Walking is especially good for your brain. It increases the amount of blood circulation, oxygen, and glucose that reaches your brain. Because walking isn’t strenuous, your muscles aren’t taking the extra oxygen and glucose that other exercises may use. Because walking oxygenates your brain, it may actually “clear your head”. Walking has been shown to improve memory skills and learning with better concentration and abstract reasoning. (Journal of Applied Psychology, October 2000)

You don’t have to go overboard on the exercise to get the benefits of it. Fifteen to twenty minutes a day of walking three times a week will help. But regardless of what you choose to make your daily priority, if your child has ADD, it would serve him/her well to be taught the daily discipline of exercise. This would be a good coping skill for children so that they will learn to implement a regular exercise regimen. And hopefully then when they are struggling, have an important test, or are overwhelmed and can’t get themselves to move forward, they will fall back on a pattern that was established for them as a child. This may be especially important if the school has taken gym out of the curriculum.

Other ways to incorporate exercise as parents may be to utilize exercise as a “time-out” regime rather than sitting the child in a “time-out”. Have the child do 20 jumping jacks when he is disrespectful or off task on something you requested. Getting that oxygen to the brain will help him complete the task at hand, allow him to redirect himself, and give him the needed step to get back on track.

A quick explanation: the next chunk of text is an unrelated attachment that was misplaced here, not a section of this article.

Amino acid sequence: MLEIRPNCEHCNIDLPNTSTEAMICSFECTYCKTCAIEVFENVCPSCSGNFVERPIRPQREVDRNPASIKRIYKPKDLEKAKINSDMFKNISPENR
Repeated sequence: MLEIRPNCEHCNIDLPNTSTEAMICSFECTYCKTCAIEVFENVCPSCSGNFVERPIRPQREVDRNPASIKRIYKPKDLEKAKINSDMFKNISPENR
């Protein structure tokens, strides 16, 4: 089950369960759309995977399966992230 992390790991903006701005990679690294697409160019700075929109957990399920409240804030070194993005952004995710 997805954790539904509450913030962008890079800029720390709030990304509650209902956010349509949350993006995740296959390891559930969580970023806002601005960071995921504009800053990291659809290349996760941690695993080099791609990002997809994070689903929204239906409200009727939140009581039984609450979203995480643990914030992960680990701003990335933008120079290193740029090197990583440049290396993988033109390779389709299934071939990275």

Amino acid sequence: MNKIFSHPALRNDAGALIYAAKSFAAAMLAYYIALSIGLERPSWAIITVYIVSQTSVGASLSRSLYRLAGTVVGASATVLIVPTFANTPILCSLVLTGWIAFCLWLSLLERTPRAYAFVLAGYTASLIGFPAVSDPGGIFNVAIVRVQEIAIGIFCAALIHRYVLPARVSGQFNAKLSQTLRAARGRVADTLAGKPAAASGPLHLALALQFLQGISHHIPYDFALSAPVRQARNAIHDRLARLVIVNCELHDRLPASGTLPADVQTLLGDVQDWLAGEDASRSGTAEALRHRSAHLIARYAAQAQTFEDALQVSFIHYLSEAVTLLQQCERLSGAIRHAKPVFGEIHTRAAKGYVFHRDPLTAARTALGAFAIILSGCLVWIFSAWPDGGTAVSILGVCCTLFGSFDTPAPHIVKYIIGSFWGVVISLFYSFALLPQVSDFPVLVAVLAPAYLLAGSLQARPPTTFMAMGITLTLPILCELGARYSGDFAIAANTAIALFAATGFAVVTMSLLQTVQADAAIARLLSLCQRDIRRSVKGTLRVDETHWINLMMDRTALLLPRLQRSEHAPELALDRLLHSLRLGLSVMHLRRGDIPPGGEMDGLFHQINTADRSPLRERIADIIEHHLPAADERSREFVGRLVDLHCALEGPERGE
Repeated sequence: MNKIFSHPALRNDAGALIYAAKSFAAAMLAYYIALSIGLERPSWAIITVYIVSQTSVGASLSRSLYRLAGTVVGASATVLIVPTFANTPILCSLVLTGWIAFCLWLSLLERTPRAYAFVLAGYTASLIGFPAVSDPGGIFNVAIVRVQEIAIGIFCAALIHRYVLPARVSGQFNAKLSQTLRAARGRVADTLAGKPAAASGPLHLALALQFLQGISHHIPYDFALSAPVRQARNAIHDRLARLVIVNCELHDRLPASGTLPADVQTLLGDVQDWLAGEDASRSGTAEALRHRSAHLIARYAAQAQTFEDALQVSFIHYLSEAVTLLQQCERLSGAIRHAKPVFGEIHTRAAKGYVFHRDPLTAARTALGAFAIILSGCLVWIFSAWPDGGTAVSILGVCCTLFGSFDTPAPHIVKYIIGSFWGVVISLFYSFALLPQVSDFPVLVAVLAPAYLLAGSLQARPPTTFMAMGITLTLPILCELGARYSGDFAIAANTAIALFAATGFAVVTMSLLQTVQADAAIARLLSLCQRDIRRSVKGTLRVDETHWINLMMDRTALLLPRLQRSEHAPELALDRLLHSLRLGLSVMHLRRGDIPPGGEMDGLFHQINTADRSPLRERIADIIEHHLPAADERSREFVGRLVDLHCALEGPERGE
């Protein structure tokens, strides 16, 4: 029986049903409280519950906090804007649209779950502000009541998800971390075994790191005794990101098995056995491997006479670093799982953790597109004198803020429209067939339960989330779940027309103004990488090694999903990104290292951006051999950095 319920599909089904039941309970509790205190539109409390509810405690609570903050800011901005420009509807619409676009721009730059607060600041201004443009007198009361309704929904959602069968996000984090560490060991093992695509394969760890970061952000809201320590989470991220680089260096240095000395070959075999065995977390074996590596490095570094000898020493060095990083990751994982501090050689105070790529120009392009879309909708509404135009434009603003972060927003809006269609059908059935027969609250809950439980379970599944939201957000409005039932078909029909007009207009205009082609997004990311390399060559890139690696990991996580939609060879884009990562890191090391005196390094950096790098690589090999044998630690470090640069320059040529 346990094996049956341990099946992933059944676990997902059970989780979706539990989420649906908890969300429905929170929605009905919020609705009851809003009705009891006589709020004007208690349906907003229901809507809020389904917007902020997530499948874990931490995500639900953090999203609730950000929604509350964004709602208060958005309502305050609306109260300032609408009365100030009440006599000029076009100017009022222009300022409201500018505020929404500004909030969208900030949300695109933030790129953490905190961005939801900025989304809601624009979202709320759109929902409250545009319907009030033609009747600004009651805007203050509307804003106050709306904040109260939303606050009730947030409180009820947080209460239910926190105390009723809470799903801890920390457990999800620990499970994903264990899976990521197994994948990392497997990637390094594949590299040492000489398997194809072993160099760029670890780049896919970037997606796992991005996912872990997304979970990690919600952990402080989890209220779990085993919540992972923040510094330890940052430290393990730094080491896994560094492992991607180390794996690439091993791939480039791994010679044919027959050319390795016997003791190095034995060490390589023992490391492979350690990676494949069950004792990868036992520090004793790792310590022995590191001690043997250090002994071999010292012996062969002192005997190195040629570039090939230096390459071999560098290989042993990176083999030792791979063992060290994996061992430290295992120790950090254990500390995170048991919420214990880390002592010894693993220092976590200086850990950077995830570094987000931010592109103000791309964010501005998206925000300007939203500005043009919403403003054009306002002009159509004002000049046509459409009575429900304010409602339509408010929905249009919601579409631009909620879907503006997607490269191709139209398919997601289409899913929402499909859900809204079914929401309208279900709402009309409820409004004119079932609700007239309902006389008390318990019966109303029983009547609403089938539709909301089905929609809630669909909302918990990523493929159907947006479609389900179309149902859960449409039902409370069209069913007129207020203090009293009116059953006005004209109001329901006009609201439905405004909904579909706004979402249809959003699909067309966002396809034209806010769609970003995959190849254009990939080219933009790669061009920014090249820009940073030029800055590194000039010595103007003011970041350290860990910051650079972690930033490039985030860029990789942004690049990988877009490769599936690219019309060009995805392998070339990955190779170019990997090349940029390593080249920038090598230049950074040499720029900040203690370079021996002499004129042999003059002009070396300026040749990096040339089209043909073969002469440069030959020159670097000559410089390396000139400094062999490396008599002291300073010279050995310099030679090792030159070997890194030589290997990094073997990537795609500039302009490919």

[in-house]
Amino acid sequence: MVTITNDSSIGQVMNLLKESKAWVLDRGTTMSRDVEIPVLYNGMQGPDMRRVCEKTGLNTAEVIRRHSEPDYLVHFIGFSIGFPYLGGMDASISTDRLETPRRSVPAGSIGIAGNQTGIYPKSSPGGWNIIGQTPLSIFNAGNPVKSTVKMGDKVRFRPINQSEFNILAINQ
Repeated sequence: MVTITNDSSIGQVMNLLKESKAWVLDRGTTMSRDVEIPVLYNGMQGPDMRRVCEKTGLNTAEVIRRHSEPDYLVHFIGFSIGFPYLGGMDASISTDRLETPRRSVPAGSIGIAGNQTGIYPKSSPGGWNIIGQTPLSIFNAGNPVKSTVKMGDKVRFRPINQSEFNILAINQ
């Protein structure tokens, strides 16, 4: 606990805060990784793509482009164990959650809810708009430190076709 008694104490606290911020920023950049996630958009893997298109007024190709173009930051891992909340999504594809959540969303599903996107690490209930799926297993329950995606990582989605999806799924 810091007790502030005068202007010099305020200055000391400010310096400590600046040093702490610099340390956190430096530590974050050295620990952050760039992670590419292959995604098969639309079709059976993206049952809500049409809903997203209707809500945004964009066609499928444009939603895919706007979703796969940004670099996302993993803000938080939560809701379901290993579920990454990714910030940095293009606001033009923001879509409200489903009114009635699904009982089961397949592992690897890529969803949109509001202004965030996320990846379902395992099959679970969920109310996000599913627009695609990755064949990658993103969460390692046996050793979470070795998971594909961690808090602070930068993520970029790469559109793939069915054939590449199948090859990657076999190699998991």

And these changes in the brain are not just there for the moment, but exercise has been found to change the brain. So if you find yourself or your child in need of more brain alertness, take your brain for a walk!

Works Cited
(2000). In Journal of Applied Psychology.
Editors of Additude. (2008, January 46). A Med Without Side Effects. Attitude .
NBC5. (2007). NBC5.com Patsi Krakoff, M. (2007). Keeping Your Brain Healthy. Retrieved January 21, 2008 from www.mind-FX.com.

Tags: , ,


  • Licensed Independent Clinical Social Worker
    Licensed Independent Mental Health Practitioner

  • Janie Pfeifer Watson, LICSW, is the founder and director of Wholeness Healing Center, a mental health practice in Grand Island, Nebraska with remote sites in Broken Bow and Kearney. Her expertise encompasses a broad range of areas, including depression, anxiety, attachment and bonding, coaching, couples work, mindfulness, trauma, and grief. She views therapy as an opportunity to learn more about yourself as you step more into being your authentic self. From her perspective this is part of the spiritual journey; on this journey, she serves as a mirror for her clients as they get to know themselves—and, ultimately, to love themselves.


Subscribe today

Sign up to receive the latest mental health tips and inspiration

If you have a question, click below and receive prompt confidential help

Ask A Question